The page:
Platform-as-a-Service: Lessons from Manufacturing

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I wrote this presentation for Cloud Expo 2014 in NYC on June 11. Here's the abstract:

Software development, like engineering, is a craft that requires the application of creative approaches to solve problems given a wide range of constraints. However, while engineering design may be craftwork, the production of most designed objects relies on a standardized and automated manufacturing process. By contrast, much of what's typically involved when moving an application from prototype to production and, indeed, maintaining the application through its lifecycle remains craftwork. In this session, Red Hat Cloud Product Strategist Gordon Haff discusses how a Platform-as-a-Service (PaaS) like Red Hat OpenShift can bring industrialization to the development and deployment of applications. By abstracting irrelevant details and automating key activities, a PaaS can do for software development productivity and quality what assembly line innovations did for manufacturing.

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Platform-as-a-Service: Lessons from Manufacturing

  1. 1. Session title 1 Platform-as-a-Service: Lessons from Manufacturing Gordon Haff @ghaff ghaff@redhat.com
  2. 2. Session title 2 IT Ops is under pressure
  3. 3. Session title 3 Environment is out of control
  4. 4. Session title 4 Developers want (need) the latest tools
  5. 5. Session title 5 The business is demanding more AGILITY! VELOCITY!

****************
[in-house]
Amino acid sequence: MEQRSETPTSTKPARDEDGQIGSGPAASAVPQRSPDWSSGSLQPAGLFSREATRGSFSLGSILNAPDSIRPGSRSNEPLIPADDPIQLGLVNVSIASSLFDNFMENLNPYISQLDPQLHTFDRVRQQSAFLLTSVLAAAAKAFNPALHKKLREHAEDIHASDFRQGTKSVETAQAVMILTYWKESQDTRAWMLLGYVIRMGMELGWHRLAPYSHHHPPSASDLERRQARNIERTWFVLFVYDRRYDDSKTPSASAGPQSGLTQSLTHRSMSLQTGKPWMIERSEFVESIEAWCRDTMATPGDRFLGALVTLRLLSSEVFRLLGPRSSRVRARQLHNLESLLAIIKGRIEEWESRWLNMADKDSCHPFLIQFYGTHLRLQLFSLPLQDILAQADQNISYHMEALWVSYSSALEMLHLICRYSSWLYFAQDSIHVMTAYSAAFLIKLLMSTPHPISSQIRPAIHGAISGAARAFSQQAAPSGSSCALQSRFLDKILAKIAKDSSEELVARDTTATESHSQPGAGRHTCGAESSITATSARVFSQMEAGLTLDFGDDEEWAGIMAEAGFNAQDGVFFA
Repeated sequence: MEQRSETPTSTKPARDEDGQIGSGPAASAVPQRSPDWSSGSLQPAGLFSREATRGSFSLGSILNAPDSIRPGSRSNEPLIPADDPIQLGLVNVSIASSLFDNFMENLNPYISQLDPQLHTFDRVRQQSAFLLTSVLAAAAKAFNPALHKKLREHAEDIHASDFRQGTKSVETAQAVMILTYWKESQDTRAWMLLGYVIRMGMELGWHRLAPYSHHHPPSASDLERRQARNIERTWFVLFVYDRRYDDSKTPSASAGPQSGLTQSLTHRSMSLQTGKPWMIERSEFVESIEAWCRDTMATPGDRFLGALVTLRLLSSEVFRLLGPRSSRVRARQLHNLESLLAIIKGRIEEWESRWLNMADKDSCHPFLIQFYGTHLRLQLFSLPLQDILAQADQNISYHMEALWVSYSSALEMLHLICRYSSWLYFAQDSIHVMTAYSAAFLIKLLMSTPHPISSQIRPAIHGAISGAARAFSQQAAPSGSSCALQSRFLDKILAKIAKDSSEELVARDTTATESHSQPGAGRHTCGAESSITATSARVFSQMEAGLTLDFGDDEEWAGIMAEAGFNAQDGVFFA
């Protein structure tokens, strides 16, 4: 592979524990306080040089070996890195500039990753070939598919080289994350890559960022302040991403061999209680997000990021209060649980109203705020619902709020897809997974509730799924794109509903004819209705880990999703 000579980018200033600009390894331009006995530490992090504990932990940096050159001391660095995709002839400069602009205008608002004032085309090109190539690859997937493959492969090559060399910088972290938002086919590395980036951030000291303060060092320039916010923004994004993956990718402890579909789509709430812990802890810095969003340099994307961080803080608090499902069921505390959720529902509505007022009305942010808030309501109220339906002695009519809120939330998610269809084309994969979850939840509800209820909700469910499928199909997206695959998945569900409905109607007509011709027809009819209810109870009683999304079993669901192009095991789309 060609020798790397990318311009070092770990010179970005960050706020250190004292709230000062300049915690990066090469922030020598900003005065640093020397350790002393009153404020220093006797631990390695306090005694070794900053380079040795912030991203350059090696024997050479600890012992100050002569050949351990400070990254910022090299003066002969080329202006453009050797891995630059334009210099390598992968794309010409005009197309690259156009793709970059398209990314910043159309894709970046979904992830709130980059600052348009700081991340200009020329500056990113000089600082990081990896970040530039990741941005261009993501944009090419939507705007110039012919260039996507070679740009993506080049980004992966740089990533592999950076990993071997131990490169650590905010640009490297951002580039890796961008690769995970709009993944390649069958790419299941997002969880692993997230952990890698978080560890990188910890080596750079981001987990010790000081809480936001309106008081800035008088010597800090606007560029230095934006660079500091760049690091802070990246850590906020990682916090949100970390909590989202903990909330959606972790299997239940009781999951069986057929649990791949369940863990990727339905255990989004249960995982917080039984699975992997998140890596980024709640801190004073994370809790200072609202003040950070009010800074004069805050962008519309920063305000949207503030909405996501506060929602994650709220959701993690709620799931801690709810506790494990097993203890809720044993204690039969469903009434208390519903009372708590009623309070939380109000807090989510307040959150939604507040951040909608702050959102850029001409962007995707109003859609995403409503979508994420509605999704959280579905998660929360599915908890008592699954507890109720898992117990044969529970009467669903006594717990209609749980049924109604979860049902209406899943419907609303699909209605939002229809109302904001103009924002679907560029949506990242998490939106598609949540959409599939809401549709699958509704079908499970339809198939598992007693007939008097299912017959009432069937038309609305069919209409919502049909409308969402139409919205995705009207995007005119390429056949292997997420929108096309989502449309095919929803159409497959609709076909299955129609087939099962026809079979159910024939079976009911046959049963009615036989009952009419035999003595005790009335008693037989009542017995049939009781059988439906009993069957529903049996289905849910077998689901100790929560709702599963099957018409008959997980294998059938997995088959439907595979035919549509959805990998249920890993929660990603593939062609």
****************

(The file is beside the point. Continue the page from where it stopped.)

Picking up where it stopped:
6. 6. Session title 6 Closing the gap with a cloud
  7. 7. Session title 7 From Platform to Platform-as-a-Service
  8. 8. Session title 8 The history of the world in one graph Source: Gregory Clark
  9. 9. Session title 9 Many different things contributed
  10. 10. Session title 10 Focus on three (plus one) Standard parts Standard process Standard infrastructure Adaptability
  11. 11. Session title 11 Some early standard parts Système Gribeauval (1765) Cannons Standard bores Eli Whitney (1801) Muskets with interchangeable parts Still costly and handmade
  12. 12. Session title 12 PaaS: (Choice of many) standard parts Standardized Open Interoperable Multi-vendor Multi-platform
  13. 13. Session title 13 Bringing process to standardization Brunel and Maudslay’s sailing blocks “...So that ten men, by the aid of this machinery, can accomplish with uniformity, celerity and ease, what formerly required the uncertain labour of one hundred and ten.”
  14. 14. Session title 14 PaaS: Standard process Eliminate redundancy Create repeatability Drive modularity Automate relentlessly Code Deploy Run
  15. 15. Session title 15 Automating application scaling
  16. 16. Session title 16 Automating continuous integration with Maven and Jenkins Code
  17. 17. Session title 17 PaaS: Standard infrastructure Process drives tools (not the other way around) Abstraction of implementation details
  18. 18. Session title 18 Transformative effect of standardized infrastructure Reduction of repetitive manual tasks Fundamentally changes economics Lessons from the shipping container